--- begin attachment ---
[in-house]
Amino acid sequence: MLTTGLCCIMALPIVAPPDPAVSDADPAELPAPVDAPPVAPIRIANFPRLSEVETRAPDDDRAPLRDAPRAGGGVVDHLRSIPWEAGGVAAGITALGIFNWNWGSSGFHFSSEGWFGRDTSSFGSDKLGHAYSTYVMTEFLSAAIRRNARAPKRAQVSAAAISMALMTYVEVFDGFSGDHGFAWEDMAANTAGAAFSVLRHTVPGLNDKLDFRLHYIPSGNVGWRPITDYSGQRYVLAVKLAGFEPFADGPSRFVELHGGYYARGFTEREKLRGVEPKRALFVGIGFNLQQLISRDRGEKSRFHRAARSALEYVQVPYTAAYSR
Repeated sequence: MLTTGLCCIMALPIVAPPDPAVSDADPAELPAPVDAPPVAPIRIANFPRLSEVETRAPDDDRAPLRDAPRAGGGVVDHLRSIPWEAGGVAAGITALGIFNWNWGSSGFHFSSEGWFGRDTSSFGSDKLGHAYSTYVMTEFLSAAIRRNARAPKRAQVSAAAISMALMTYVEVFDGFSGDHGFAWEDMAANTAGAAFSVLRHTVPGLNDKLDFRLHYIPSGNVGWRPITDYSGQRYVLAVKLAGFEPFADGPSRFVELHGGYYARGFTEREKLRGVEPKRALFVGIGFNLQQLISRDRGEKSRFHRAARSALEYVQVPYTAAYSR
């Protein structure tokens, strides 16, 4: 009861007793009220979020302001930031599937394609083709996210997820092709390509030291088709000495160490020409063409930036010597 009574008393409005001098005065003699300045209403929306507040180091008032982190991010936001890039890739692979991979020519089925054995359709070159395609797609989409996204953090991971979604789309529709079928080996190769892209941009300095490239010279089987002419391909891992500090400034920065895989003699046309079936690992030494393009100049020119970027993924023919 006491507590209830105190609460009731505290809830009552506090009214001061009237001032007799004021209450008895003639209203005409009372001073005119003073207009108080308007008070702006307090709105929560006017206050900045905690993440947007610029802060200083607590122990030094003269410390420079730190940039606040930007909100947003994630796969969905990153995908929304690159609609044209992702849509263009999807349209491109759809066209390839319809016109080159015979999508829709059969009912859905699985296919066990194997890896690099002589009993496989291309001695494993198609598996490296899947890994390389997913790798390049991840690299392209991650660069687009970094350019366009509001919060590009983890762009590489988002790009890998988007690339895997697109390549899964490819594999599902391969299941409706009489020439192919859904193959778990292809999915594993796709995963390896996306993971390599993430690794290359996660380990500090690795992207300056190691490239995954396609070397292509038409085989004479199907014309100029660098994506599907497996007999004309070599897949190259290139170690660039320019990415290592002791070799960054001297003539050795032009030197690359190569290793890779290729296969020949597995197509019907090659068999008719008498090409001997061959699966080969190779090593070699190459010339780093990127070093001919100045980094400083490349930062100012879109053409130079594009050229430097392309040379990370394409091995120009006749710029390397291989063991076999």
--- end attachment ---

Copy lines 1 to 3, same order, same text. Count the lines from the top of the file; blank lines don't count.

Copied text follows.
[in-house]
Amino acid sequence: MLTTGLCCIMALPIVAPPDPAVSDADPAELPAPVDAPPVAPIRIANFPRLSEVETRAPDDDRAPLRDAPRAGGGVVDHLRSIPWEAGGVAAGITALGIFNWNWGSSGFHFSSEGWFGRDTSSFGSDKLGHAYSTYVMTEFLSAAIRRNARAPKRAQVSAAAISMALMTYVEVFDGFSGDHGFAWEDMAANTAGAAFSVLRHTVPGLNDKLDFRLHYIPSGNVGWRPITDYSGQRYVLAVKLAGFEPFADGPSRFVELHGGYYARGFTEREKLRGVEPKRALFVGIGFNLQQLISRDRGEKSRFHRAARSALEYVQVPYTAAYSR
Repeated sequence: MLTTGLCCIMALPIVAPPDPAVSDADPAELPAPVDAPPVAPIRIANFPRLSEVETRAPDDDRAPLRDAPRAGGGVVDHLRSIPWEAGGVAAGITALGIFNWNWGSSGFHFSSEGWFGRDTSSFGSDKLGHAYSTYVMTEFLSAAIRRNARAPKRAQVSAAAISMALMTYVEVFDGFSGDHGFAWEDMAANTAGAAFSVLRHTVPGLNDKLDFRLHYIPSGNVGWRPITDYSGQRYVLAVKLAGFEPFADGPSRFVELHGGYYARGFTEREKLRGVEPKRALFVGIGFNLQQLISRDRGEKSRFHRAARSALEYVQVPYTAAYSR